The shift of economic activity from large towards small units in manufacturing industries in developed countries has been widely documented.2 this shift is one of the most important dimensions of the industrial restructuring process which has taken place in the last quarter of the 20th century. The extent of the employment shift away from large firms and/or establishments has been different across countries but has been quite substantial in many cases. Carlsson (1996, 1999), for example, shows for u.s. Manufacturing that the employment share of the fortune 500 firms has decreased from almost 80% in 1975 to 65% in 1990 and to 58% in 1996. A range of reasons for the decline in the share of largeness in manufacturing have been discussed in the literature, ranging from declining importance of economies of scale to manufacturing firms returning to core activities. In the current study an investigation is made on whether the extent of the shift of economic activity from large to small businesses has affected economic performance. This part of the chapter draws on carree (2001). In addition the size class distributions in the german and u.s. Manufacturing industries in a recent year (1997) are compared. The main motivation behind the topic of this study is that consequences of the increased role for small and new enterprises have been barely examined empirically, even though the industrial structures and the speed of the industrial restructuring process have been different across countries and industries.keywordseconomic growthsmall businesssmall firmemployment shareintensive industrythese keywords were added by machine and not by the authors. This process is experimental and the keywords may be updated as the learning algorithm improves.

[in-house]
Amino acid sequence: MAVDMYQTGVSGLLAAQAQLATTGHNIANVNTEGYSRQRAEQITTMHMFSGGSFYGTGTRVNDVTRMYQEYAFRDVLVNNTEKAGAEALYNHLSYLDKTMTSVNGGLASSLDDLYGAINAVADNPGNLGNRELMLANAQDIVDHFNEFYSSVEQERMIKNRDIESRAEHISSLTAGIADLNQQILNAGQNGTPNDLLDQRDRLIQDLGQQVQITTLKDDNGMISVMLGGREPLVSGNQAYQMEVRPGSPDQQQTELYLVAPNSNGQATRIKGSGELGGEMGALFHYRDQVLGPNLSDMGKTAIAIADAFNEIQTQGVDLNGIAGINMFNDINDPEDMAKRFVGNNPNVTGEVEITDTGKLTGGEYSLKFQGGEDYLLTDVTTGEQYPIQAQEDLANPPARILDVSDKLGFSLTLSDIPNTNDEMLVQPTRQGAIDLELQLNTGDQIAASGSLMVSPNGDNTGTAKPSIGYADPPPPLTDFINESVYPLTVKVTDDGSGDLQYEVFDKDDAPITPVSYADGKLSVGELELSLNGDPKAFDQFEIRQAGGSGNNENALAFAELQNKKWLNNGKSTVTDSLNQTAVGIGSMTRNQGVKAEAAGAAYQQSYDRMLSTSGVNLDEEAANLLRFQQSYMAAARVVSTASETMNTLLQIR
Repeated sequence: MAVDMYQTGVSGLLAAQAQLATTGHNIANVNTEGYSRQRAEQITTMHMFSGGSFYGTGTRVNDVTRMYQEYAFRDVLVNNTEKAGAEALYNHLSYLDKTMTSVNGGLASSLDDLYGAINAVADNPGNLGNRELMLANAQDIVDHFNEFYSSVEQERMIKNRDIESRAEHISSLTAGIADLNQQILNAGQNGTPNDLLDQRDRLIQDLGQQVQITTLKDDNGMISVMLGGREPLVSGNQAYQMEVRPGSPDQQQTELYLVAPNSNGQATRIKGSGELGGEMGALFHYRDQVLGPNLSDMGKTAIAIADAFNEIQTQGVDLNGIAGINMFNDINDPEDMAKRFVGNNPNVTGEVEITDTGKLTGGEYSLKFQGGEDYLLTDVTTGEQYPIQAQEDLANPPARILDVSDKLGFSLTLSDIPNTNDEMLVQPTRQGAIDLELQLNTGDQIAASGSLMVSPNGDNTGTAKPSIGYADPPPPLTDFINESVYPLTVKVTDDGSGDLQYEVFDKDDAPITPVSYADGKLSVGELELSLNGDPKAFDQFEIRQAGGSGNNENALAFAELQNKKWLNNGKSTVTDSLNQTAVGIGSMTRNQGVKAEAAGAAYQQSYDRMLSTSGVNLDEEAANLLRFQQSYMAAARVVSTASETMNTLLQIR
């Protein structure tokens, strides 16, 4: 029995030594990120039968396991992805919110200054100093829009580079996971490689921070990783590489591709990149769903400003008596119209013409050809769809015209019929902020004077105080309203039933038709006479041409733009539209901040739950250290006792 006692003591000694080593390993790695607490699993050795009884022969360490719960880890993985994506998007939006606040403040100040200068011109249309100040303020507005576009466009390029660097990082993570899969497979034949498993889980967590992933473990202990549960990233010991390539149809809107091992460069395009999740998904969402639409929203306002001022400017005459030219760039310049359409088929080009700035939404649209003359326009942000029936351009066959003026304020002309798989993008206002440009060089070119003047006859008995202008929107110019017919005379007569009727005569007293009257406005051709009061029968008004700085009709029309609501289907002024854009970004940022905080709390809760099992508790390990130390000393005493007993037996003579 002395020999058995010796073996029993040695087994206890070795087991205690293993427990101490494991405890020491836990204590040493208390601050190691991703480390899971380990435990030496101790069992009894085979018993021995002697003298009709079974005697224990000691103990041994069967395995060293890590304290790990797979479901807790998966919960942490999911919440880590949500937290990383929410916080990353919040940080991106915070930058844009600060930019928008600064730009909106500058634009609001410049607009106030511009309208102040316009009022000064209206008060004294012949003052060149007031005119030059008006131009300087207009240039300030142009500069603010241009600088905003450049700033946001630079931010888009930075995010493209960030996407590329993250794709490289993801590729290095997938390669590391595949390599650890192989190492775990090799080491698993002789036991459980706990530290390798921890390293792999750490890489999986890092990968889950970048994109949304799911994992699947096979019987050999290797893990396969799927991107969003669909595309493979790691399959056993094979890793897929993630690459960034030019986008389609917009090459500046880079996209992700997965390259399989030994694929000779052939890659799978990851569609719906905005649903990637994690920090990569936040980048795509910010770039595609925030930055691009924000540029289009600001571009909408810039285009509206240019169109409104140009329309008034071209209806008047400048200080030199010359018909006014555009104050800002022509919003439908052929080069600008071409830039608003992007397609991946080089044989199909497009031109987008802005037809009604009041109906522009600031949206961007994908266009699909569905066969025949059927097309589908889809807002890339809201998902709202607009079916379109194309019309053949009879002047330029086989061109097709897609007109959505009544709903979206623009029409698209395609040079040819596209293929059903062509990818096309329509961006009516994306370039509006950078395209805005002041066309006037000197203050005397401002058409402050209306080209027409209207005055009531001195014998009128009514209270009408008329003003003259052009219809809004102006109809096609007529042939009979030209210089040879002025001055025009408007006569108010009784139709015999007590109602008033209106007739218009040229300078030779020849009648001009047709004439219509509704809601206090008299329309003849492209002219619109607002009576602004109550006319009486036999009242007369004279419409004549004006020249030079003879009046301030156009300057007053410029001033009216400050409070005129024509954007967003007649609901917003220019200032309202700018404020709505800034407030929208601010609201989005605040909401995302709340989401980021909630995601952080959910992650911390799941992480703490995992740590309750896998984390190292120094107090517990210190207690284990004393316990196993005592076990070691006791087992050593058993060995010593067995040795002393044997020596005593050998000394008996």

|Title of host publication||The New economy and Economic Growth in Europe and the US|
|Editors||P Welfens, D Audretsch|
|Publication status||Published - 1 Jan 2002|